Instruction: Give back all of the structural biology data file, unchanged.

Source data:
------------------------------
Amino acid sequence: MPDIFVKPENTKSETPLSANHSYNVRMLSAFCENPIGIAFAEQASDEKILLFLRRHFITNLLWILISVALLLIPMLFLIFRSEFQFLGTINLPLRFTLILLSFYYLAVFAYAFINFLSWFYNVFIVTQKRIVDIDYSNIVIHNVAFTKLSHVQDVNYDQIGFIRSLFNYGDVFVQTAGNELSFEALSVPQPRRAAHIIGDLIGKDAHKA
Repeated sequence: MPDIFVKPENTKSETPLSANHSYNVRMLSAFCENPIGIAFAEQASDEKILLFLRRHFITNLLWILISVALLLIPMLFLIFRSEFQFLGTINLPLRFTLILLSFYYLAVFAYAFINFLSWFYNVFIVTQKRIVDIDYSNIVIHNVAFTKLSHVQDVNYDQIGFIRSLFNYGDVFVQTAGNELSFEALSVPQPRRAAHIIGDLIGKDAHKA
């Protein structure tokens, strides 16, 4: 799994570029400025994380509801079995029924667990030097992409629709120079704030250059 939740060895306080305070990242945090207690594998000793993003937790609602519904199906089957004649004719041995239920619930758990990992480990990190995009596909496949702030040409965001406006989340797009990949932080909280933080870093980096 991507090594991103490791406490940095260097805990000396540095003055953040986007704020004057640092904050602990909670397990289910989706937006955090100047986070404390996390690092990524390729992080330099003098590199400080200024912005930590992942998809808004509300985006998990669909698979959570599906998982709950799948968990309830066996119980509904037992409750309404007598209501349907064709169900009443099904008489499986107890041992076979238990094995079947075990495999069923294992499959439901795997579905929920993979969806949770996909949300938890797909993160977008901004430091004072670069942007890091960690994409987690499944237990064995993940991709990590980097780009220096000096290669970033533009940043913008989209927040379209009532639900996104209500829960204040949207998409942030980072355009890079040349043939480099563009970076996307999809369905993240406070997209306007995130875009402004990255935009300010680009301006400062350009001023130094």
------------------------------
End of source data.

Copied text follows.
Amino acid sequence: MPDIFVKPENTKSETPLSANHSYNVRMLSAFCENPIGIAFAEQASDEKILLFLRRHFITNLLWILISVALLLIPMLFLIFRSEFQFLGTINLPLRFTLILLSFYYLAVFAYAFINFLSWFYNVFIVTQKRIVDIDYSNIVIHNVAFTKLSHVQDVNYDQIGFIRSLFNYGDVFVQTAGNELSFEALSVPQPRRAAHIIGDLIGKDAHKA
Repeated sequence: MPDIFVKPENTKSETPLSANHSYNVRMLSAFCENPIGIAFAEQASDEKILLFLRRHFITNLLWILISVALLLIPMLFLIFRSEFQFLGTINLPLRFTLILLSFYYLAVFAYAFINFLSWFYNVFIVTQKRIVDIDYSNIVIHNVAFTKLSHVQDVNYDQIGFIRSLFNYGDVFVQTAGNELSFEALSVPQPRRAAHIIGDLIGKDAHKA
């Protein structure tokens, strides 16, 4: 799994570029400025994380509801079995029924667990030097992409629709120079704030250059 939740060895306080305070990242945090207690594998000793993003937790609602519904199906089957004649004719041995239920619930758990990992480990990190995009596909496949702030040409965001406006989340797009990949932080909280933080870093980096 991507090594991103490791406490940095260097805990000396540095003055953040986007704020004057640092904050602990909670397990289910989706937006955090100047986070404390996390690092990524390729992080330099003098590199400080200024912005930590992942998809808004509300985006998990669909698979959570599906998982709950799948968990309830066996119980509904037992409750309404007598209501349907064709169900009443099904008489499986107890041992076979238990094995079947075990495999069923294992499959439901795997579905929920993979969806949770996909949300938890797909993160977008901004430091004072670069942007890091960690994409987690499944237990064995993940991709990590980097780009220096000096290669970033533009940043913008989209927040379209009532639900996104209500829960204040949207998409942030980072355009890079040349043939480099563009970076996307999809369905993240406070997209306007995130875009402004990255935009300010680009301006400062350009001023130094």